Puccini’s First Opera’s First Version: Le Villi (The Willis)

Review by: Robert Levine

willis

Artistic Quality: 8

Sound Quality: 8

This is not only a rare recording of Puccini’s first opera, it is the first version of his first opera, never before recorded. It dates from 1884; it was revised after Manon Lescaut and La bohème, at which point Puccini changed its title to Le villi. The original version is barely an opera; 11 of its scant 45 minutes are orchestral and it is correctly referred to as an opera-ballet.

The plot: Anna and Robert are engaged, with the blessing of Anna’s father Guglielmo. Before the wedding, Robert has to go away, where he falls in love with a courtesan; Anna dies of a broken heart and is turned into a Willi, a supernatural, floating, swimming sprite. Legend tells that a man who jilts a Willi will be forced to dance until he dies. Guglielmo asks the Willis to avenge Anna; when Robert returns, though he begs forgiveness, Anna compels him to dance til he drops.

In the original, neither Anna nor Robert has an aria; Puccini fixed this in the revision, and so has conductor Mark Elder, who includes them as an appendix. Good thing, too—the opera is really a torso in which anything interesting happens offstage and is programmatically depicted in a stunningly orchestrated Intermezzo. Only a nice mini-duet for the still-together lovers, a handsome first finale (a prayer for Robert as he leaves), and an aria for Guglielmo catch the ear. But the additional arias are gorgeous and stop this set from being merely a curiosity.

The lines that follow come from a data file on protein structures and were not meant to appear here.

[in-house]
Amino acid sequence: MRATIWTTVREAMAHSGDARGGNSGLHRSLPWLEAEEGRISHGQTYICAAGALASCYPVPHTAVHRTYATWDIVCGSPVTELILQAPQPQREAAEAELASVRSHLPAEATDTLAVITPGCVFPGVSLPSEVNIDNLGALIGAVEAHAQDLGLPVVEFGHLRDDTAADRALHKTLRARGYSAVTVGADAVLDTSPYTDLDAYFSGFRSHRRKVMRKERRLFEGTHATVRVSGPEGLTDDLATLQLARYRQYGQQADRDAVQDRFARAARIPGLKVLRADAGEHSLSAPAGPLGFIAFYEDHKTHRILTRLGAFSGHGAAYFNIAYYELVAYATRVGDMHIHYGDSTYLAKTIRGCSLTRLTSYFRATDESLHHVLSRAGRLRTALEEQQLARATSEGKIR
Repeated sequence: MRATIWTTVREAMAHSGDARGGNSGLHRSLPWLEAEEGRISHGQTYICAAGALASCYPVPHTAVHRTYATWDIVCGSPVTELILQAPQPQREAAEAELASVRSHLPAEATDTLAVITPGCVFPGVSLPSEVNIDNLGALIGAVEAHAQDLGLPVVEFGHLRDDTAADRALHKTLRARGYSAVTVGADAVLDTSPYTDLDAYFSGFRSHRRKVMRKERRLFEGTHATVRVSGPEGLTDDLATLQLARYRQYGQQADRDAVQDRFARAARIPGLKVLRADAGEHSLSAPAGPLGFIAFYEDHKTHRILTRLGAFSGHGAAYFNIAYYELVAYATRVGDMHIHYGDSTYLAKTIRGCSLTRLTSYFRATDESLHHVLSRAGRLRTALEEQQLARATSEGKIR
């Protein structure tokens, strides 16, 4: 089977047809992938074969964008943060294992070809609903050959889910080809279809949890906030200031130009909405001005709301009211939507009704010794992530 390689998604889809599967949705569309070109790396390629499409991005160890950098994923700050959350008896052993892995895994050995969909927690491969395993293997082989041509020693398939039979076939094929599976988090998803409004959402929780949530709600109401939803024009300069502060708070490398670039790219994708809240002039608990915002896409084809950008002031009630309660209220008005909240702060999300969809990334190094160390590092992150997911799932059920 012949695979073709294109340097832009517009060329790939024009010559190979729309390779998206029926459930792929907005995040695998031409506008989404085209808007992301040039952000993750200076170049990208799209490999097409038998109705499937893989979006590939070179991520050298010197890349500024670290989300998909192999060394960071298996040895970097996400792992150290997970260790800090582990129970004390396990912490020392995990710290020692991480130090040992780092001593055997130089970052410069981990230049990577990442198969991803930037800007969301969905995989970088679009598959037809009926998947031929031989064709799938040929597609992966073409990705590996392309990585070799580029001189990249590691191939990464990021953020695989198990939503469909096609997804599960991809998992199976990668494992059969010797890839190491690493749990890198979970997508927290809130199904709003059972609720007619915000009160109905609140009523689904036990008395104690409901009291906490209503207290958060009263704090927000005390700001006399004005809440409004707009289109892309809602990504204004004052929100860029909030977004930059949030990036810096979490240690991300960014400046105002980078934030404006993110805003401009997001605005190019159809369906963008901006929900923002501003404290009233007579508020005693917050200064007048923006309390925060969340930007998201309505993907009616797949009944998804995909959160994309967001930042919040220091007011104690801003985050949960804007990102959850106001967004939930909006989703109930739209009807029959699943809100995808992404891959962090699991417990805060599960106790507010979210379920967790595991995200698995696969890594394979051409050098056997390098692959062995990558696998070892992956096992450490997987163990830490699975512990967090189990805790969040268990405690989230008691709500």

Ermonela Jaho is a fine singer; girlish in delivery at the start, wild in the finale. She possesses a nice vibrato that adds warmth, and her “extra” aria allows her to shine. The casting of the two men is odd: Arsen Saghomonyan as Robert has a big, rich tenor and the fact that he started as a baritone is evident, and Brian Mulligan’s Guglielmo offers a bright baritone that might be mistaken for a dramatic tenor: at times they sound too much alike. Mulligan can’t muster the rage before his aria, but sings the aria itself with feeling. Saghomonyan impresses throughout and is particularly stunning in “Torna ai felice di”, his appended aria, where his exciting upper register is on display.

Mark Elder keeps the work together, playing the heck out of the Intermezzo and caring for the singers, and the LPO plays beautifully. I couldn’t help noticing that Jaho’s voice was not front-and-center as the others’—an engineering quirk?

This is a worthwhile recording, but Placido Domingo and Renata Scotto, on a 40-year-old Sony recording, is the way to go.



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Recording Details:

Reference Recording: Scotto/Domingo (Sony)

  • Brian Mulligan (baritone); Ermonela Jaho (soprano); Arsen Saghomonyan (tenor)
  • London Philharmonic Orchestra, Mark Elder


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